Today, when I speak with my friends in Puerto Rico, my Boricua accent instantly comes back. When I call my mom, I sound as dominicana as the kid who was born there, the one who learned to speak and walk and experience the world in Santo Domingo. And here, in Peru, I speak my impeccable, neutral Spanish.
At times, I wonder: is there something wrong with me? Why can’t I just speak the same way with everyone? Is this some sort of defense mechanism? What am I afraid of?
A similar thing happens with my writing.
I lived in Newark, New Jersey for five years. I had just graduated high school when I moved to Newark. Those years in Jersey had such a huge impact on me. I arrived there as an adolescent and left as an adult.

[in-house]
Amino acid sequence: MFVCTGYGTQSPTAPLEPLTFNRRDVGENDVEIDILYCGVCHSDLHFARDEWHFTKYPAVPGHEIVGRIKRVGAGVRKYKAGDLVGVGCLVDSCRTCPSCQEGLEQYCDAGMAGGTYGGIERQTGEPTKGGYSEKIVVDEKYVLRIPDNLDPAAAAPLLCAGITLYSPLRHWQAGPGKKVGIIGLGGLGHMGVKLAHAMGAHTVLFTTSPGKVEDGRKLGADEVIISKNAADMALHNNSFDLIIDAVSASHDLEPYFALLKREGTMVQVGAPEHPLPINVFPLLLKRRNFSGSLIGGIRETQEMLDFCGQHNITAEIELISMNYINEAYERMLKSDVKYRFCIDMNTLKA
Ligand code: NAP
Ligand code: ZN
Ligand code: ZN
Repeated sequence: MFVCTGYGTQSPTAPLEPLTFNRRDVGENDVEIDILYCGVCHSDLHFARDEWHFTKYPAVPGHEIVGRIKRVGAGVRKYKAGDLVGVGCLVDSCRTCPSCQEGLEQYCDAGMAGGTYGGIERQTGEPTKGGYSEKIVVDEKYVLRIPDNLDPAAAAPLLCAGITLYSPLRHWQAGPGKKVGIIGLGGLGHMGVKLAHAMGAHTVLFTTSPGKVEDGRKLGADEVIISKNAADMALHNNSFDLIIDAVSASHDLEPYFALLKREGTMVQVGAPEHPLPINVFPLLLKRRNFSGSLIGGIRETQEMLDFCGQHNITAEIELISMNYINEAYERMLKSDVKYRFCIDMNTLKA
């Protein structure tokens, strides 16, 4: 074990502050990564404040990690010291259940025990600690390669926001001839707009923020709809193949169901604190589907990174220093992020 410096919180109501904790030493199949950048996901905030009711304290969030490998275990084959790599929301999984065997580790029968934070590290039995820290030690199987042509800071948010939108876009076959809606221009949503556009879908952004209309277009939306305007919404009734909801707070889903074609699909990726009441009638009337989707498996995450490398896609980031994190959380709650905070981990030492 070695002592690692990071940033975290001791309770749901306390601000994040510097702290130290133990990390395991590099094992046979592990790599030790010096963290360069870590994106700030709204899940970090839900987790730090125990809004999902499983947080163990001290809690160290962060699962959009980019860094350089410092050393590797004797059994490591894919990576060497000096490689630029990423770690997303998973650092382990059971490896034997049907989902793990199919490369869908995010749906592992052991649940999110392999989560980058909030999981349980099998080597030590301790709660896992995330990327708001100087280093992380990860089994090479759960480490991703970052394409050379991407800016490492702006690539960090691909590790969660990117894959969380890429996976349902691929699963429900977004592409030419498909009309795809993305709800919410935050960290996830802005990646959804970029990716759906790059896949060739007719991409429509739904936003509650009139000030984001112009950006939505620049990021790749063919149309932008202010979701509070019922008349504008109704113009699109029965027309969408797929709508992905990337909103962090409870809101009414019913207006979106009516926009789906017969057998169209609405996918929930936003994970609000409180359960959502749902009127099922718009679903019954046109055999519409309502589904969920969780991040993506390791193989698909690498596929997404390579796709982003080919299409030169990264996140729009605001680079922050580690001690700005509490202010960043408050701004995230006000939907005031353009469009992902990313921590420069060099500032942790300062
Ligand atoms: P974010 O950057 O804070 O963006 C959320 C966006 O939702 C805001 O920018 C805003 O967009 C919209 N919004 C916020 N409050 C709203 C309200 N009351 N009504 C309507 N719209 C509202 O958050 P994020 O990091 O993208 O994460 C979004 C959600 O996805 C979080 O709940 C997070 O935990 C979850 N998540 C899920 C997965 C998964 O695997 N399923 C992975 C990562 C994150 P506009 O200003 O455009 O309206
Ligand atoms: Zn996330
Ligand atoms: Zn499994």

I was an immigrant in Puerto Rico, but it wasn’t until we moved to the continental United States that I understood what it was like to be a real foreigner. An Immigrant, with capital letter. An outsider. I did everything possible to adapt quickly. I had to learn English. Once again, like a chameleon, I changed colors as fast as I could. Would not touch a book in Spanish. Didn’t even want to speak Spanish in public. I wanted to be invisible. To get lost in the crowd.
The fact that I’m writing these words in English, is a testament to the impact those years had on my way of thinking. To this day, ideas come to me in English, and I have no option but to follow them in this, my second, vulnerable language. Explore where they would take me. If I were writing this essay in Spanish, it would be a completely different one.